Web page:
Regional Health Inequalities

Health and Social Care – in the House of Commons at 12:00 am on 19th June 2018.

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Photo of Liam Byrne Liam Byrne Shadow Minister (Digital, Culture, Media and Sport) (Digital Economy) 12:00 am, 19th June 2018

What assessment he has made of the effect of the level of funding for the NHS on regional health inequalities.

Photo of Jackie Doyle-Price Jackie Doyle-Price The Parliamentary Under-Secretary for Health and Social Care

We take a comprehensive approach to reducing health inequalities, underpinned by legal duties. This includes addressing the wider causes of ill health, promoting healthier lifestyles, and tackling differences in health access and outcomes. A formula is used to allocate funding to clinical commissioning groups, and health inequalities form part of this.

Photo of Liam Byrne Liam Byrne Shadow Minister (Digital, Culture, Media and Sport) (Digital Economy)

Birmingham has some of the worst health outcomes in the country. It is not a surprise, as A&E waits of over four hours are up by more than 127% in recent years, and waits of more than 18 weeks for treatment are up by 65%. Yet, according to freedom of information request responses I have received, our trusts in Birmingham have to make savings of £155 million this year. What are the Government going to do to save the health system in Birmingham, which is currently in a state of collapse?

Photo of Jackie Doyle-Price Jackie Doyle-Price The Parliamentary Under-Secretary for Health and Social Care

It is disappointing to hear the right hon. Gentleman making such negative points about his local NHS when 86% of GPs in his area are rated good or outstanding. Everything about yesterday’s announcement will tell Members that we are not complacent about the health challenges facing us, and we will make the necessary resources available. It ill behoves Opposition Members to keep continually talking down our NHS.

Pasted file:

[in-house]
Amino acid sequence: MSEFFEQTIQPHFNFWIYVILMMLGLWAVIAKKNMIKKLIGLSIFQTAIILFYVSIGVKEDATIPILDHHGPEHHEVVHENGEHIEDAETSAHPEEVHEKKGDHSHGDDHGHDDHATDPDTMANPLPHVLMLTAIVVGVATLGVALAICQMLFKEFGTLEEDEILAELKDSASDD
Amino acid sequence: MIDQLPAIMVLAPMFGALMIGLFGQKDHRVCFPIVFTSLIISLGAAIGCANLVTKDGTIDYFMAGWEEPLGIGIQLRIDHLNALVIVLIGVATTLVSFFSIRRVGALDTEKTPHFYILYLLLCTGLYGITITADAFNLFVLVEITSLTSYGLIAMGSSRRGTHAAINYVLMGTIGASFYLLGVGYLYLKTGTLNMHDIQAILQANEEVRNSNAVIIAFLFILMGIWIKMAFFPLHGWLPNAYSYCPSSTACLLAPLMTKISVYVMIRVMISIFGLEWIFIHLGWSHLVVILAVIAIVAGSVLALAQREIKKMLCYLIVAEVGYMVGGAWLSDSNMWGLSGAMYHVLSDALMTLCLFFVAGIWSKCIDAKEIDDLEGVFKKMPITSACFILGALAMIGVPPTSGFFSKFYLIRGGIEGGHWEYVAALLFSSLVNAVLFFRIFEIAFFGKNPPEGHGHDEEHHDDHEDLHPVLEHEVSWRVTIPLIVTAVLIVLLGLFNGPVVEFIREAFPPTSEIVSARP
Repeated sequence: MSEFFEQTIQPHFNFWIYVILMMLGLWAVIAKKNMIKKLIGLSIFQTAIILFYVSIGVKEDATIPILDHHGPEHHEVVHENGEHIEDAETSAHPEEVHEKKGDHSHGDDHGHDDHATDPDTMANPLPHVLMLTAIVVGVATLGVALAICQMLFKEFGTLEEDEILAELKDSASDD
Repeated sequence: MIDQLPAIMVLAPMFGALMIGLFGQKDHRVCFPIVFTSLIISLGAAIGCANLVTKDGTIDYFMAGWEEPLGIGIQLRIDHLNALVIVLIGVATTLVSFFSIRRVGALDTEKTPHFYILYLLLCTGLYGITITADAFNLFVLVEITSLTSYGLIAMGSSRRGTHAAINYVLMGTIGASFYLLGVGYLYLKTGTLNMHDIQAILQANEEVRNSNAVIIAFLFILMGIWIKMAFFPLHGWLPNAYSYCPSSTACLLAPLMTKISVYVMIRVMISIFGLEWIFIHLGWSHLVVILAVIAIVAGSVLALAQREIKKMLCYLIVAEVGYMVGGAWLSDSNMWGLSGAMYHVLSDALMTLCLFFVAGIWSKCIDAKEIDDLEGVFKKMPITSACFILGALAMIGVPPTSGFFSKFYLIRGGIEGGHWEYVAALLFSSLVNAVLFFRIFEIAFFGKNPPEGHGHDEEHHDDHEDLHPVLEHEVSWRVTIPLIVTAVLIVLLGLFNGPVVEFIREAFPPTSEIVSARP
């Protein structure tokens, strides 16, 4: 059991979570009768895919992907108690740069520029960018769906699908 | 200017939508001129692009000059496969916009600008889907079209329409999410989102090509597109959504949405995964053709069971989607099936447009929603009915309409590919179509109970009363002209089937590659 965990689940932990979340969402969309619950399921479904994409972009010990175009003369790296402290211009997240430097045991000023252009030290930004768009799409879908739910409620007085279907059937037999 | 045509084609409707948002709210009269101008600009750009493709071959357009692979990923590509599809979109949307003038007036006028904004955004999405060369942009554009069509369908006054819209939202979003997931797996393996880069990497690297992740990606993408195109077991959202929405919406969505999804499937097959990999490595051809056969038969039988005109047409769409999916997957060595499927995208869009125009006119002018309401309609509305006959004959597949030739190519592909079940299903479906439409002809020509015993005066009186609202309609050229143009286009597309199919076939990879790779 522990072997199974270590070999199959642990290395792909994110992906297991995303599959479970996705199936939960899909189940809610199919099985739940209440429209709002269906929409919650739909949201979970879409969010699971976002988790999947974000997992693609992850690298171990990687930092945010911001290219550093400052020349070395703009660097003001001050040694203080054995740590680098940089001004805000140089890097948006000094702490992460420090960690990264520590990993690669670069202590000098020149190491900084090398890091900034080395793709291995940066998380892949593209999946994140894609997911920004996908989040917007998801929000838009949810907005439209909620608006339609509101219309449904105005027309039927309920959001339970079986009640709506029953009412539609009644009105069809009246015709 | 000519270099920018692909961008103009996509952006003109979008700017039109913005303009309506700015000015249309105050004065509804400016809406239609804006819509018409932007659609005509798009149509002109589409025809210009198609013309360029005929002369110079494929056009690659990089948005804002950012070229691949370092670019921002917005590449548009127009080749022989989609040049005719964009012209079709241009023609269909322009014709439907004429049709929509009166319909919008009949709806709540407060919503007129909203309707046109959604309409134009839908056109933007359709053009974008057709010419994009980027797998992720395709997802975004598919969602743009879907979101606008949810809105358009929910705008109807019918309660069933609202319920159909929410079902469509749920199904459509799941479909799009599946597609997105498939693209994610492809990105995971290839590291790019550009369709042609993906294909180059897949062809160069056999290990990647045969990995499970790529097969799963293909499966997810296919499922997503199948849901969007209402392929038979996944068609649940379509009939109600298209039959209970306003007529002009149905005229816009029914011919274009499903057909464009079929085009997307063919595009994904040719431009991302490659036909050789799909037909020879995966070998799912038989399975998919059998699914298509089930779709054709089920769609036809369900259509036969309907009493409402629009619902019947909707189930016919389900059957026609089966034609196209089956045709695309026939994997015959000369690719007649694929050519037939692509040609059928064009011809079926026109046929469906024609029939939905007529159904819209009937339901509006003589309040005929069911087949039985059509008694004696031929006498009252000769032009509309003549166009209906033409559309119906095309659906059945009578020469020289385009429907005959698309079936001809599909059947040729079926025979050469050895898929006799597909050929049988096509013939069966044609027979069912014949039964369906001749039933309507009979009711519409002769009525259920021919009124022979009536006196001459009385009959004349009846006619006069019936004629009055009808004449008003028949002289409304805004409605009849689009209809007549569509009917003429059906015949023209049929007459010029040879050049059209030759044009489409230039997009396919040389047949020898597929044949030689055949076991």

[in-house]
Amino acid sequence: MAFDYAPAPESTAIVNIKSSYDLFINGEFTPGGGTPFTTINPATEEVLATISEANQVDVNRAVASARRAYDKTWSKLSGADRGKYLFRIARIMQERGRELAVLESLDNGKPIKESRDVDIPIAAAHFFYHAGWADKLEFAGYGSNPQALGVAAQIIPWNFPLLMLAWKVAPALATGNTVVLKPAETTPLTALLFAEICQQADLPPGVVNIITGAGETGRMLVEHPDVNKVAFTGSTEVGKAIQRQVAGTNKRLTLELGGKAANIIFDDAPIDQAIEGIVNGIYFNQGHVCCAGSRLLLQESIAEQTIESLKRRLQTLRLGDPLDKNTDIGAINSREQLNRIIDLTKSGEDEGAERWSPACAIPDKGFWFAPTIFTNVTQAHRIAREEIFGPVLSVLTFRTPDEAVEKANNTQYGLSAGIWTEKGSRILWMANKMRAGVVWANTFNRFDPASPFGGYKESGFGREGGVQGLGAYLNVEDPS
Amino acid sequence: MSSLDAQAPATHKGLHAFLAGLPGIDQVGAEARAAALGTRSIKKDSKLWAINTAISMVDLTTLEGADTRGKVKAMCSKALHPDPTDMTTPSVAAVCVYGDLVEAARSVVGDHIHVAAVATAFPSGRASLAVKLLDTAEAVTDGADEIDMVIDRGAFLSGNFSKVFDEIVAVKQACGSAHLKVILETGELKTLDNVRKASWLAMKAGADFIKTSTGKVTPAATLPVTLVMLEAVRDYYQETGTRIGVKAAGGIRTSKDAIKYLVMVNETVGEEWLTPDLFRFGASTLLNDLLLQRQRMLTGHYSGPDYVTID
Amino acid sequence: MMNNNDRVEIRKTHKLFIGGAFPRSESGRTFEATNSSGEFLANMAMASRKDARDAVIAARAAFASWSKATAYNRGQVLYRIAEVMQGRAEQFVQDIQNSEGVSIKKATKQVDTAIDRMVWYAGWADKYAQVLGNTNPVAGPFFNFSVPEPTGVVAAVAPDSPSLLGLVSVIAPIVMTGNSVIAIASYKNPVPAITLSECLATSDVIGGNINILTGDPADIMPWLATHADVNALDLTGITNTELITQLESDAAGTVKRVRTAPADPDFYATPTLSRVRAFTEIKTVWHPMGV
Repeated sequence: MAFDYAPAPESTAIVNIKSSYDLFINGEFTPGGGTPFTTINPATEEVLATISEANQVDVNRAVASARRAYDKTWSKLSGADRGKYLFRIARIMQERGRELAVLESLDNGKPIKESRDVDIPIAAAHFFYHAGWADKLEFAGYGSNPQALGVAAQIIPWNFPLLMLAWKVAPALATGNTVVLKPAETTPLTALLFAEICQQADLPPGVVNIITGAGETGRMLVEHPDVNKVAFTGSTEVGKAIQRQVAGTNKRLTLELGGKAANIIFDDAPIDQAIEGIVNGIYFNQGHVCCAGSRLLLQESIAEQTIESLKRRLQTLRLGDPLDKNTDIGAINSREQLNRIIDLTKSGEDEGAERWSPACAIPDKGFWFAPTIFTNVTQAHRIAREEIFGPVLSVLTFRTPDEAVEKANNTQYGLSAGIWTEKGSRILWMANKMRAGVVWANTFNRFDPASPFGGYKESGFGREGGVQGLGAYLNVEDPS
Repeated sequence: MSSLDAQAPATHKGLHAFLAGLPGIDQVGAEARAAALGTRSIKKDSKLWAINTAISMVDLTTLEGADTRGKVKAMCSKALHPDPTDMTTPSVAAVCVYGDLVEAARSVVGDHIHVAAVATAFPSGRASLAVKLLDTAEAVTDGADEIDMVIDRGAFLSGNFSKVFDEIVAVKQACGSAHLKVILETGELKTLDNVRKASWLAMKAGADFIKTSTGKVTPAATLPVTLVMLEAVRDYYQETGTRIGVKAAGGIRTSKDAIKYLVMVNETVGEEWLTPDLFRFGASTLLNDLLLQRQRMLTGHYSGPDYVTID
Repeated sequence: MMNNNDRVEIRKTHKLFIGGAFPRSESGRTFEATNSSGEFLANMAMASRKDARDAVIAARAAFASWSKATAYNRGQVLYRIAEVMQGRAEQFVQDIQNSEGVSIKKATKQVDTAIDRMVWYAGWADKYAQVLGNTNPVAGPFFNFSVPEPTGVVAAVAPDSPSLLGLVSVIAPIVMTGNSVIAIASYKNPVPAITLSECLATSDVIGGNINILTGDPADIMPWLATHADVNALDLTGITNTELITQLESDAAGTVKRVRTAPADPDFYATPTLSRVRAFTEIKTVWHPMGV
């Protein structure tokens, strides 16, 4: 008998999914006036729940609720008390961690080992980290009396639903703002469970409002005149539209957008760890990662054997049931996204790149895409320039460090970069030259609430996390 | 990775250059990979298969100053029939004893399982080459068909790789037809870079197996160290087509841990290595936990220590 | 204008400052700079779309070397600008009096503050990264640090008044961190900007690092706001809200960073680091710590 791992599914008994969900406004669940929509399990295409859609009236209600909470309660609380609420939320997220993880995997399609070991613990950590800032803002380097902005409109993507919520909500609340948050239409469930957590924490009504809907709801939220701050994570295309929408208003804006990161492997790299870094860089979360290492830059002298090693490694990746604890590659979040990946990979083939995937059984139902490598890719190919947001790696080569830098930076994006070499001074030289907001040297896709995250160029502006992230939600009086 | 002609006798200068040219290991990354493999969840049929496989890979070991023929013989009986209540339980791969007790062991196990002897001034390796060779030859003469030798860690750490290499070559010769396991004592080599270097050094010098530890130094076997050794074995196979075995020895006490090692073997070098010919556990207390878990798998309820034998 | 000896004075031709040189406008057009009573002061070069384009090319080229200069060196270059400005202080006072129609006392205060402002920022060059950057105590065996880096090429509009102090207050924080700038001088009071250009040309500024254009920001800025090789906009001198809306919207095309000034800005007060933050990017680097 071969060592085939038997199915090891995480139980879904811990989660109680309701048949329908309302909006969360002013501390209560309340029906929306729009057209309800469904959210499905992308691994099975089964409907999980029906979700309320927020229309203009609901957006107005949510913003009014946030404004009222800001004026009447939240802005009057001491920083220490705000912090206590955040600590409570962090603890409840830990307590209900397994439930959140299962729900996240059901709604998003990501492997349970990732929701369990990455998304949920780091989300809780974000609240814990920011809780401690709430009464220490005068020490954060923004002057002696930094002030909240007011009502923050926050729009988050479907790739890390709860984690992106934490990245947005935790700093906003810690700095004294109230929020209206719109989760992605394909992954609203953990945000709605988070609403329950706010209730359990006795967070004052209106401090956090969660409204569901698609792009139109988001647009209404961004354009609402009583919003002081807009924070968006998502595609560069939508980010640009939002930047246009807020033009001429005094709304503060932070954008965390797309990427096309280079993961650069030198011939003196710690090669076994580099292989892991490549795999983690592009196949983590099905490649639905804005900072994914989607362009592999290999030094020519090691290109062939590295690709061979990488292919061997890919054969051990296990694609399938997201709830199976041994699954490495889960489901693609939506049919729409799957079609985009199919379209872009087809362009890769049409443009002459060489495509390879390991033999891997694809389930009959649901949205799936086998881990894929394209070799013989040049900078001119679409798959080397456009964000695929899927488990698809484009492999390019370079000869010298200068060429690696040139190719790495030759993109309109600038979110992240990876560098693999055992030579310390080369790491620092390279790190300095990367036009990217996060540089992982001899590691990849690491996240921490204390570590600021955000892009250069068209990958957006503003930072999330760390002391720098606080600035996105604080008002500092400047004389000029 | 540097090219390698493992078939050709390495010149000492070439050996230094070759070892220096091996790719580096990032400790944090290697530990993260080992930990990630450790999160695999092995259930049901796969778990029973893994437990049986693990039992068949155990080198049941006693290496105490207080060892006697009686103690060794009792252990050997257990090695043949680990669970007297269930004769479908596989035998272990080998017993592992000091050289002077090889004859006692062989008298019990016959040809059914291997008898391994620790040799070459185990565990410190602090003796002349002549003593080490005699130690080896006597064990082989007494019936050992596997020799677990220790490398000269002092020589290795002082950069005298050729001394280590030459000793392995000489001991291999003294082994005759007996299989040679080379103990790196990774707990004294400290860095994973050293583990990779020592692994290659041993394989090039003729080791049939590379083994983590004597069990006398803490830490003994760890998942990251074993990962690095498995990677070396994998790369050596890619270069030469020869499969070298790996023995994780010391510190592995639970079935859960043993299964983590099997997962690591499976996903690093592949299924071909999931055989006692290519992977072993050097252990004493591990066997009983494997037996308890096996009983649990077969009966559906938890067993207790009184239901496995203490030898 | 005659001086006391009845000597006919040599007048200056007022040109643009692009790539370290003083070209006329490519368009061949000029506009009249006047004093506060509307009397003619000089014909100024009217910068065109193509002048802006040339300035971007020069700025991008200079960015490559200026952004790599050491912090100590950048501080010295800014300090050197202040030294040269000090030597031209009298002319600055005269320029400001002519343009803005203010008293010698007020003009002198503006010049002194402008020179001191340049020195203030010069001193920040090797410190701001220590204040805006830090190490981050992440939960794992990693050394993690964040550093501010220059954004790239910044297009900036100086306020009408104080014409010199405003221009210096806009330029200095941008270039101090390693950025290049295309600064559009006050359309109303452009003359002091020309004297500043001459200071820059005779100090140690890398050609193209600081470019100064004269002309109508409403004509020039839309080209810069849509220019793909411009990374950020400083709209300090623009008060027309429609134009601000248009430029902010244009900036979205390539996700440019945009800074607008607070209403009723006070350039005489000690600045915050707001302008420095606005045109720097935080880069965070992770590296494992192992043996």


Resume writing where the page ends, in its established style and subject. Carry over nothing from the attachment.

Photo of Andrew Bridgen Andrew Bridgen Conservative, North West Leicestershire

Does the Minister agree that the best way in which to reduce health inequalities across the country is to continue to build a strong economy that offers good jobs and prospects to all the people of our country?

Photo of Jackie Doyle-Price Jackie Doyle-Price The Parliamentary Under-Secretary for Health and Social Care

I could not have put that better myself—[Laughter.] Opposition Members can laugh, but the Government firmly believe that work is good for people’s health. We are committed to getting 1 million more people with disabilities into work so that we actually treat them as assets, and we are encouraging them to be more independent and to take control of their own lives. The only way to achieve that is by having a strong economy.

Photo of Sharon Hodgson Sharon Hodgson Shadow Minister (Public Health)

When the coalition Government came into office in 2010, life expectancy began to stall for the first time in over a century. This, coupled with eight years of funding cuts, means that there are grossly disproportionate health inequalities across the country. For example, according to Northern Health Science Alliance, people in the north are 20% more likely to die early than people in the south. Is not it a failure of the Government’s funding deal for the NHS that it comes with no public health money to tackle these astonishing regional health inequalities?

Photo of Jackie Doyle-Price Jackie Doyle-Price The Parliamentary Under-Secretary for Health and Social Care

No, it is not. Labour Members like to draw attention to north-south divides and so on, but the issues about health inequalities are much more complex than how money is spent and where. Within my constituency, for example, there are differences of 10 years in life expectancy depending on the particular locality. We need a much more multi-layered approach to tackling inequality, and that is what this Government will have.